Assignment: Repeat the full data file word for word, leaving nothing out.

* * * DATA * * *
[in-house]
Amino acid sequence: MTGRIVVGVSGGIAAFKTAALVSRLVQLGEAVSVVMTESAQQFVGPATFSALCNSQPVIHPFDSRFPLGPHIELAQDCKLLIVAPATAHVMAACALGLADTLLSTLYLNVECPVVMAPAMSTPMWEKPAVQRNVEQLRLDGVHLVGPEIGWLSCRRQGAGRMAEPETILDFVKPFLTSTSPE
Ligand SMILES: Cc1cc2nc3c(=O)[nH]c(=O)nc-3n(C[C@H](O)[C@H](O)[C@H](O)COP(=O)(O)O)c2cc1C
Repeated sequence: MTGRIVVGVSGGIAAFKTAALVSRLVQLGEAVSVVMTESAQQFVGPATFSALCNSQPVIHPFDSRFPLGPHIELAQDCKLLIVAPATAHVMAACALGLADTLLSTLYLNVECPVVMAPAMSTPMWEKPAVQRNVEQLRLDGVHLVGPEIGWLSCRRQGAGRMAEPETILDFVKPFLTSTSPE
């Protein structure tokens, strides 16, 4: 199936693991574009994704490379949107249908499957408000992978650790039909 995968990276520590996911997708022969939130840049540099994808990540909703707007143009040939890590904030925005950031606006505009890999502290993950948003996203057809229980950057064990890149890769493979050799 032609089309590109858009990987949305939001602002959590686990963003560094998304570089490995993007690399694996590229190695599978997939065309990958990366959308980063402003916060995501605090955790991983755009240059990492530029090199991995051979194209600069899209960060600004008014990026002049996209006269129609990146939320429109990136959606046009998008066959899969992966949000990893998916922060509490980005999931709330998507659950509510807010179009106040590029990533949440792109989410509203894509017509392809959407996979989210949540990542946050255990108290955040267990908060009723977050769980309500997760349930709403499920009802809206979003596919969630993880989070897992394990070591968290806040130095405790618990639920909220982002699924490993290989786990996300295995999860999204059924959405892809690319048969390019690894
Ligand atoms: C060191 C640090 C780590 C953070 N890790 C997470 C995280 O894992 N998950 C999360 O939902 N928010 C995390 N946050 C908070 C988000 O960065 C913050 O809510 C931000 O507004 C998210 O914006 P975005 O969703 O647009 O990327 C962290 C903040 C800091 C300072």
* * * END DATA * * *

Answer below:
[in-house]
Amino acid sequence: MTGRIVVGVSGGIAAFKTAALVSRLVQLGEAVSVVMTESAQQFVGPATFSALCNSQPVIHPFDSRFPLGPHIELAQDCKLLIVAPATAHVMAACALGLADTLLSTLYLNVECPVVMAPAMSTPMWEKPAVQRNVEQLRLDGVHLVGPEIGWLSCRRQGAGRMAEPETILDFVKPFLTSTSPE
Ligand SMILES: Cc1cc2nc3c(=O)[nH]c(=O)nc-3n(C[C@H](O)[C@H](O)[C@H](O)COP(=O)(O)O)c2cc1C
Repeated sequence: MTGRIVVGVSGGIAAFKTAALVSRLVQLGEAVSVVMTESAQQFVGPATFSALCNSQPVIHPFDSRFPLGPHIELAQDCKLLIVAPATAHVMAACALGLADTLLSTLYLNVECPVVMAPAMSTPMWEKPAVQRNVEQLRLDGVHLVGPEIGWLSCRRQGAGRMAEPETILDFVKPFLTSTSPE
């Protein structure tokens, strides 16, 4: 199936693991574009994704490379949107249908499957408000992978650790039909 995968990276520590996911997708022969939130840049540099994808990540909703707007143009040939890590904030925005950031606006505009890999502290993950948003996203057809229980950057064990890149890769493979050799 032609089309590109858009990987949305939001602002959590686990963003560094998304570089490995993007690399694996590229190695599978997939065309990958990366959308980063402003916060995501605090955790991983755009240059990492530029090199991995051979194209600069899209960060600004008014990026002049996209006269129609990146939320429109990136959606046009998008066959899969992966949000990893998916922060509490980005999931709330998507659950509510807010179009106040590029990533949440792109989410509203894509017509392809959407996979989210949540990542946050255990108290955040267990908060009723977050769980309500997760349930709403499920009802809206979003596919969630993880989070897992394990070591968290806040130095405790618990639920909220982002699924490993290989786990996300295995999860999204059924959405892809690319048969390019690894
Ligand atoms: C060191 C640090 C780590 C953070 N890790 C997470 C995280 O894992 N998950 C999360 O939902 N928010 C995390 N946050 C908070 C988000 O960065 C913050 O809510 C931000 O507004 C998210 O914006 P975005 O969703 O647009 O990327 C962290 C903040 C800091 C300072």